Baked Pear in Butter Crust
Makes 4 servings

This is a variation of my very special baked apples, except that this time nuts and chocolate cream are the surprise when you cut into these almost-too-beautiful-to-eat pears! I love the way they look, and you'll love the gasps of delight from your dinner guests when you present these at the end of a gala meal.

The fruit you use should be firm but not rock solid. That can be difficult because pears are often unready for use when you buy them at the market. You can ripen them in either a plastic or a brown paper bag with other ethylene-producing fruit such as apples or bananas.

Equipment Needed: * baking sheet * baking parchment * melon baller * fluted pastry cutter

1 recipe Sweet Pastry dough, page 188

Pears:
2 cups apricot nectar
1 cup firmly packed dark brown sugar
1 teaspoon ground cinnamon
1/4 teaspoon ground cloves
1/4 teaspoon ground nutmeg
4 ripe but firm pears

Nut filling:
1/2 cup coarsely chopped pecans, toasted
3 tablespoons honey
1 tablespoon fresh lemon juice
2 teaspoons pure vanilla extract

Dark chocolate cream
8 ounces semisweet chocolate, coarsely chopped
1/4 cup heavy cream

White chocolate cream:
8 ounces white chocolate, coarsely chopped
1/4 cup heavy cream
1/2 cup dark brown sugar

Eggwash:
1 large egg, lightly beaten

1. Prepare the Sweet Pastry dough and chill according to the directions on page 188.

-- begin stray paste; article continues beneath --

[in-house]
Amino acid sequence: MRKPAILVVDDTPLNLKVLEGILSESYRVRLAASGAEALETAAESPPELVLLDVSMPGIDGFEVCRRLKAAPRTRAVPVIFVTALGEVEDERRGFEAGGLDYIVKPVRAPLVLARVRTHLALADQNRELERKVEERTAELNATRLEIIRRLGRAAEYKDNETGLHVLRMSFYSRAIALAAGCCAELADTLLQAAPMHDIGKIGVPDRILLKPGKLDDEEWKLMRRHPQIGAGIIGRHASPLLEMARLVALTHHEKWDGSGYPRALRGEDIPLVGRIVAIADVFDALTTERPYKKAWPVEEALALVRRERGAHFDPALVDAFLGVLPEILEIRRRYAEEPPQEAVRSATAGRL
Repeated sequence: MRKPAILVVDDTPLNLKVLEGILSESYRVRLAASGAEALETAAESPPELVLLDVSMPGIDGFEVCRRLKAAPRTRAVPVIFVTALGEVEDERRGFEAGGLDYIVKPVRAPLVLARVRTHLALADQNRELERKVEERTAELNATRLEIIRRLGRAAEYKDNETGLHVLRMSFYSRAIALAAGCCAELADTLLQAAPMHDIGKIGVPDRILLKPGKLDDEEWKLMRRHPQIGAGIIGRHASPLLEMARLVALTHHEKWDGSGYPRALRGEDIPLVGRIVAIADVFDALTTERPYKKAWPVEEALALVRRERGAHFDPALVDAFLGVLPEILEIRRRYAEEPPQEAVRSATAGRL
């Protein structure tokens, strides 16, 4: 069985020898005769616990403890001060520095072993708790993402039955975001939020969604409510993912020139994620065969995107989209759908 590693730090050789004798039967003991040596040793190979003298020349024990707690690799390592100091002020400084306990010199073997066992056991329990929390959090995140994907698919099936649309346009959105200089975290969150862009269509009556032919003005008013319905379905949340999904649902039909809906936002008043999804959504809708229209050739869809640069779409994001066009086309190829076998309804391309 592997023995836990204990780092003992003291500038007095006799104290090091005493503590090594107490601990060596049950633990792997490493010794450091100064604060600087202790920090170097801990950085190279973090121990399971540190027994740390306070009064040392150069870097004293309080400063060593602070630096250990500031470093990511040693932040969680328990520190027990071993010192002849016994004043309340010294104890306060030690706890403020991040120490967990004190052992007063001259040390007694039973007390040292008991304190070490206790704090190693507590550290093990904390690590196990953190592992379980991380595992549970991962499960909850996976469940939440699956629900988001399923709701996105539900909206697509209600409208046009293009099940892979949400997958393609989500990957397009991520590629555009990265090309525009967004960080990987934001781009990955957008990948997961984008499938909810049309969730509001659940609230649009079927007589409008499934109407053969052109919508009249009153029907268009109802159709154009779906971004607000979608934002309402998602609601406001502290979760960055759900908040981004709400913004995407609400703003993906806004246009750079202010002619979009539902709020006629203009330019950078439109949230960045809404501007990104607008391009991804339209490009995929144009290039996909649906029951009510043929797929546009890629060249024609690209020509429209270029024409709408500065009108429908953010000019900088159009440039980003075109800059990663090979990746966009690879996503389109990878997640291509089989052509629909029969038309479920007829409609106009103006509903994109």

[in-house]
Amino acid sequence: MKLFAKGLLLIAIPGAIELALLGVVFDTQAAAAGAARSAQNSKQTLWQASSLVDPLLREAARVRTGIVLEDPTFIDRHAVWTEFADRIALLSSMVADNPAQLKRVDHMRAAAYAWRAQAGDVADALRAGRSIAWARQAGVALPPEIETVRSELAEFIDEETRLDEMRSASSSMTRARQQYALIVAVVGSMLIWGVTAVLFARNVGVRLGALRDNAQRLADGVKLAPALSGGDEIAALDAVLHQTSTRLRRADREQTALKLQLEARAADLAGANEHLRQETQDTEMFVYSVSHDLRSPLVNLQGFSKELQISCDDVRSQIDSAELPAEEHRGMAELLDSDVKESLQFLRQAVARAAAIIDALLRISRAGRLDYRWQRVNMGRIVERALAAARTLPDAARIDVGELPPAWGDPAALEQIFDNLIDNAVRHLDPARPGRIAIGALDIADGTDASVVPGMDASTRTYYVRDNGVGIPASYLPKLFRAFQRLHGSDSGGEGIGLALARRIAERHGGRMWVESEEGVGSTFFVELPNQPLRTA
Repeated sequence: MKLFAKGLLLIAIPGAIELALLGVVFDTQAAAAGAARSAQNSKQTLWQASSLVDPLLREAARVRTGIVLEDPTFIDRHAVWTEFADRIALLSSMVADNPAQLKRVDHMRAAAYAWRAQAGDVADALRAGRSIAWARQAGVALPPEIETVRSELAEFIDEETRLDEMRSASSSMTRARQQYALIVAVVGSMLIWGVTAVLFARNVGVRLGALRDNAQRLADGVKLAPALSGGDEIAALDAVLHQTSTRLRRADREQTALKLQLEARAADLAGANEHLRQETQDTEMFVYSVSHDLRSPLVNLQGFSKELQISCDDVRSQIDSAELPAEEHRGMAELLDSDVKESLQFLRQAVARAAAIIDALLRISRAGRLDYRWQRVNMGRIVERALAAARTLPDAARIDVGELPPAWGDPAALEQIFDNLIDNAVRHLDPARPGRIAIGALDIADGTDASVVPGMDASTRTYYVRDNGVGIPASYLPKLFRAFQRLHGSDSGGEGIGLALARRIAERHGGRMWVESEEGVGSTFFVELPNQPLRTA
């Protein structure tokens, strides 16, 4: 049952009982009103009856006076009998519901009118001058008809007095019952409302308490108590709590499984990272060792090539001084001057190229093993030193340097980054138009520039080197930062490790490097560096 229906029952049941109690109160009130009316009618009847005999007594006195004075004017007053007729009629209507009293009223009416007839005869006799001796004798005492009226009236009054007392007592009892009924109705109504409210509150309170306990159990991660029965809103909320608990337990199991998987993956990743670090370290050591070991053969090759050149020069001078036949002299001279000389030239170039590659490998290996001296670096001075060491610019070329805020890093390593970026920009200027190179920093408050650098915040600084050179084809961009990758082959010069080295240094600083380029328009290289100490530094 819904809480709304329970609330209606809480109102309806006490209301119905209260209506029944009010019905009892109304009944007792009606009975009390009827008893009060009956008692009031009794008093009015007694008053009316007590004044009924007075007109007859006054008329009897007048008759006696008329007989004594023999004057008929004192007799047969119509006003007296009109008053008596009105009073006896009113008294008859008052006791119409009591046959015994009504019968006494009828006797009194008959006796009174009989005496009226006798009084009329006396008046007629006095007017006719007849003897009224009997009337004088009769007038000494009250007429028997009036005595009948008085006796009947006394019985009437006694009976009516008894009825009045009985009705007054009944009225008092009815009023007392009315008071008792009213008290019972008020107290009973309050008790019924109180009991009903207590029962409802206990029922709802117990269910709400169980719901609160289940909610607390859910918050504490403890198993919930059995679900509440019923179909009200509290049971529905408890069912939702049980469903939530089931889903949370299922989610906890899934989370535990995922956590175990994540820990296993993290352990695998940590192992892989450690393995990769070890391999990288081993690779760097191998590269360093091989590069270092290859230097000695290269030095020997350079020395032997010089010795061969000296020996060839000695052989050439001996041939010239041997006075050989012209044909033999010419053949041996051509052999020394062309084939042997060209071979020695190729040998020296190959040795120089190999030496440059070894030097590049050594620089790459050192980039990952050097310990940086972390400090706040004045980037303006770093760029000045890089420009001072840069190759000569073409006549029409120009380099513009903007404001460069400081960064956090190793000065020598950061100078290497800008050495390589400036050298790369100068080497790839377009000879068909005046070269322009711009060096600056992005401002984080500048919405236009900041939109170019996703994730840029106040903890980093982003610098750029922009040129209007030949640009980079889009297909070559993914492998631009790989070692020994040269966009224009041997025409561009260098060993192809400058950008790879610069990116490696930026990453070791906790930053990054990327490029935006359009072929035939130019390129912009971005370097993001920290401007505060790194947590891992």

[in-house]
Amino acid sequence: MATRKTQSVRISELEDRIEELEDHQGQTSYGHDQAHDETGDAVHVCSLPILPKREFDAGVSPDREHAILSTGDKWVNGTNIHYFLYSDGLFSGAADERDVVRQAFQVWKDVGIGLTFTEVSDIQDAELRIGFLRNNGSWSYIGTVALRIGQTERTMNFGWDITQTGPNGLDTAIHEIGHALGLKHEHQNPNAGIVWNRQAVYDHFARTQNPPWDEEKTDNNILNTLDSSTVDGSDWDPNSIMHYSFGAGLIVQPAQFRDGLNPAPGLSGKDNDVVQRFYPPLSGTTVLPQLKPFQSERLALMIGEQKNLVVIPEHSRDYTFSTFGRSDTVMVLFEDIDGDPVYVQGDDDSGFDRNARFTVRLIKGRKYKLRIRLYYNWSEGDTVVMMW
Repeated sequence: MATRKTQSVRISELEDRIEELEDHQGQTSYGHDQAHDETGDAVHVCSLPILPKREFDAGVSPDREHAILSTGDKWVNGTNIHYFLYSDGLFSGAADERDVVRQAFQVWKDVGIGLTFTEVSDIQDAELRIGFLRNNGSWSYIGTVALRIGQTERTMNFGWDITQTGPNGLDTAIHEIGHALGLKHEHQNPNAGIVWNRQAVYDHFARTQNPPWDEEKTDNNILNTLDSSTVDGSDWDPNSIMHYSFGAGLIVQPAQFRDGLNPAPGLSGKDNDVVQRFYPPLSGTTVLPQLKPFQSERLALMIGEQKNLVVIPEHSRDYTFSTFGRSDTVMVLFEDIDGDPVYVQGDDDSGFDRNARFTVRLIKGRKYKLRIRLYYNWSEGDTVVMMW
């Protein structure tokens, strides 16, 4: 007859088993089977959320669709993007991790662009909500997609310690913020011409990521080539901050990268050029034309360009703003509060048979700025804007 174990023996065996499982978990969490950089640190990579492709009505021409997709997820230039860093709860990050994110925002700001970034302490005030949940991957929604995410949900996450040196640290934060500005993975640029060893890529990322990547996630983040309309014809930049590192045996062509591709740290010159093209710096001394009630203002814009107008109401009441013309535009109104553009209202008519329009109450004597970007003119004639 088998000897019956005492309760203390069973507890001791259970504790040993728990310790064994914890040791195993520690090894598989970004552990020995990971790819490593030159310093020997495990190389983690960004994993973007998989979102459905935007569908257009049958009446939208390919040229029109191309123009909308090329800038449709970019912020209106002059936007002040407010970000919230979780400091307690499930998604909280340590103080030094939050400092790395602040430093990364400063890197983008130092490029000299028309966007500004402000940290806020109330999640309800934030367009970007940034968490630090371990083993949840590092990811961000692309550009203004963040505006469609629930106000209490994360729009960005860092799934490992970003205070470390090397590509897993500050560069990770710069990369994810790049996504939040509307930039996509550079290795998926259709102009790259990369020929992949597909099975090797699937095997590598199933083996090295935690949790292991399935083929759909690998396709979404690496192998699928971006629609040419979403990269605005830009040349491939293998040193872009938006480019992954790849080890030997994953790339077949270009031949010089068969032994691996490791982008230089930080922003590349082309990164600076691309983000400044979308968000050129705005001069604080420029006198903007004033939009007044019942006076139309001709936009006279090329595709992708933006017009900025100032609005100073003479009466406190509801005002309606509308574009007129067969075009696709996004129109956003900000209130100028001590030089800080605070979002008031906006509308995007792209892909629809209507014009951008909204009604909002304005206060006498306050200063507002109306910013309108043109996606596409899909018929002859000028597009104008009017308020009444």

Prepare the pears:
2. In a medium-size saucepan over medium-low heat, combine the apricot nectar, brown sugar, cinnamon, cloves, and nutmeg, stirring until the sugar is dissolved.

3. Peel the pears, halve them lengthwise, and with a melon baller or a small, sharp knife, core the insides, leaving a 1/2-inch shell. Carefully carve out the core ends. Add the pear halves to the poaching liquid and poach them at a simmer for 10 to 12 minutes. Take care not to overcook them; the pears should still be firm at the end of the cooking time. Remove the pears from the poaching liquid and let cool, rounded side up, on a wire rack.

Make the nut filling:
4. In a small bowl, combine the pecans, honey, lemon juice, and vanilla.

Make the dark chocolate cream and white chocolate cream:

5. In a ceramic or glass bowl covered with plastic wrap, melt the semisweet chocolate with the cream on High in a microwave oven for 30-second intervals, stirring after each interval, until smooth. Set aside to cool. In a separate ceramic or glass bowl, melt the white chocolate with the cream in the same manner.

Assemble the pears:
6. On a well-floured surface, roll out each ball of pastry into a circle about 10 inches in diameter. Using a flute pastry cutter, cut a triangle shape out of each circular dough piece, reserving the scraps for later.

7. Blot the pears dry with paper towels to remove any remaining moisture and pair up the matching halves. Line a baking sheet with baking parchment.

8. Fill the cavity of each pear half with 1 heaping teaspoon each of nut filling, dark chocolate cream, and white chocolate cream. Cover each pear with its matching filled half. Center each pear on a piece of dough.

9. Press 2 tablespoons of brown sugar onto each pear, letting any excess fall onto the dough. Enclose the pears in the dough, decorate them with pastry cutouts of leaf shapes, and brush the dough all over with the eggwash. Put the pears on the prepared baking sheet and place them in freezer for at least 30 minutes.

10. Preheat the oven to 400 degrees F.